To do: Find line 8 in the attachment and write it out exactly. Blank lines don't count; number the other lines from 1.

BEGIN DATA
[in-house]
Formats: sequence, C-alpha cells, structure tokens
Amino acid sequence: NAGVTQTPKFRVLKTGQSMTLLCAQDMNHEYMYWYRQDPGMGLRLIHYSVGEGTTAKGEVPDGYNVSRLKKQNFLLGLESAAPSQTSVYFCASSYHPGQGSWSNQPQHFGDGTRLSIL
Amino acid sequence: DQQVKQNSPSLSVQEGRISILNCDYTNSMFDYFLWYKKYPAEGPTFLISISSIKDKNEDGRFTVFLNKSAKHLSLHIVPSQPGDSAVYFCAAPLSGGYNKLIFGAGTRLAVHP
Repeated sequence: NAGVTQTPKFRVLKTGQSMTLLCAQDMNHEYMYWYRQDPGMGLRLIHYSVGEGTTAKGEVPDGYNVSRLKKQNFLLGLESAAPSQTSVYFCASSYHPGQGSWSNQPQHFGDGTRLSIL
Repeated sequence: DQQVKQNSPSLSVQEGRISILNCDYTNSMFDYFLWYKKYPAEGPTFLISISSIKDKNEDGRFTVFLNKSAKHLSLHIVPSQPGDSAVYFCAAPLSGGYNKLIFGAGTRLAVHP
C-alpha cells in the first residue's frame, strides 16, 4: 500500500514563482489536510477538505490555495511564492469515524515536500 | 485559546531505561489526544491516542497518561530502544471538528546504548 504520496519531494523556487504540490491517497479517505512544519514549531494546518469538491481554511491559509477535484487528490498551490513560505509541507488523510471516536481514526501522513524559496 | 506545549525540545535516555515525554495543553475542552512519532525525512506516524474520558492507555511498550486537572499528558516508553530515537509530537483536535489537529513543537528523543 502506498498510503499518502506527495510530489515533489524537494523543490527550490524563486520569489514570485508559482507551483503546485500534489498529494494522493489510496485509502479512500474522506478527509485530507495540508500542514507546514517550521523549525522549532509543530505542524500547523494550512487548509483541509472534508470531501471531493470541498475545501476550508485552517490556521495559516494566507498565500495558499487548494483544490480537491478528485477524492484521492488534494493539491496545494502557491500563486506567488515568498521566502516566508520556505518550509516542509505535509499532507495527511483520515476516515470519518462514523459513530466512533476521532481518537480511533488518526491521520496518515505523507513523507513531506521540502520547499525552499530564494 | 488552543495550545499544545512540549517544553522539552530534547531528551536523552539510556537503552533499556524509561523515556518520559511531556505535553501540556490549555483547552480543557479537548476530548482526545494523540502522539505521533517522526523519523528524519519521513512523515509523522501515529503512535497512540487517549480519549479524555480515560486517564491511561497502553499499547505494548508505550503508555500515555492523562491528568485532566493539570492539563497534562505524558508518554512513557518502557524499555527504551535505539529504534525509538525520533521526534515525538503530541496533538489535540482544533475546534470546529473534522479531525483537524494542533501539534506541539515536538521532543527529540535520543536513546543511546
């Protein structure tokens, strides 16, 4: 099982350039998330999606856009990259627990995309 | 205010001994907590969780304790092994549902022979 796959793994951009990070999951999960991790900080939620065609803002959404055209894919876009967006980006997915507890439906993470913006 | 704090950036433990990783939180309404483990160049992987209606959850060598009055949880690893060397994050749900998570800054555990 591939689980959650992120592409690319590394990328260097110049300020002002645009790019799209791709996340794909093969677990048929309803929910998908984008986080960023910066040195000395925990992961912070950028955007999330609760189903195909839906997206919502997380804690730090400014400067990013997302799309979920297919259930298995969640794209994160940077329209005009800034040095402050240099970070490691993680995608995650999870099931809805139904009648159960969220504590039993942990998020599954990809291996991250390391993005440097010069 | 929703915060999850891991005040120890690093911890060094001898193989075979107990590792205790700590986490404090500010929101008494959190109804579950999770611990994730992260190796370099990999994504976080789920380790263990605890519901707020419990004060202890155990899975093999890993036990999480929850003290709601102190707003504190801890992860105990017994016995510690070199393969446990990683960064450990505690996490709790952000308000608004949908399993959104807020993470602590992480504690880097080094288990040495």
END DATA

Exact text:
């Protein structure tokens, strides 16, 4: 099982350039998330999606856009990259627990995309 | 205010001994907590969780304790092994549902022979 796959793994951009990070999951999960991790900080939620065609803002959404055209894919876009967006980006997915507890439906993470913006 | 704090950036433990990783939180309404483990160049992987209606959850060598009055949880690893060397994050749900998570800054555990 591939689980959650992120592409690319590394990328260097110049300020002002645009790019799209791709996340794909093969677990048929309803929910998908984008986080960023910066040195000395925990992961912070950028955007999330609760189903195909839906997206919502997380804690730090400014400067990013997302799309979920297919259930298995969640794209994160940077329209005009800034040095402050240099970070490691993680995608995650999870099931809805139904009648159960969220504590039993942990998020599954990809291996991250390391993005440097010069 | 929703915060999850891991005040120890690093911890060094001898193989075979107990590792205790700590986490404090500010929101008494959190109804579950999770611990994730992260190796370099990999994504976080789920380790263990605890519901707020419990004060202890155990899975093999890993036990999480929850003290709601102190707003504190801890992860105990017994016995510690070199393969446990990683960064450990505690996490709790952000308000608004949908399993959104807020993470602590992480504690880097080094288990040495």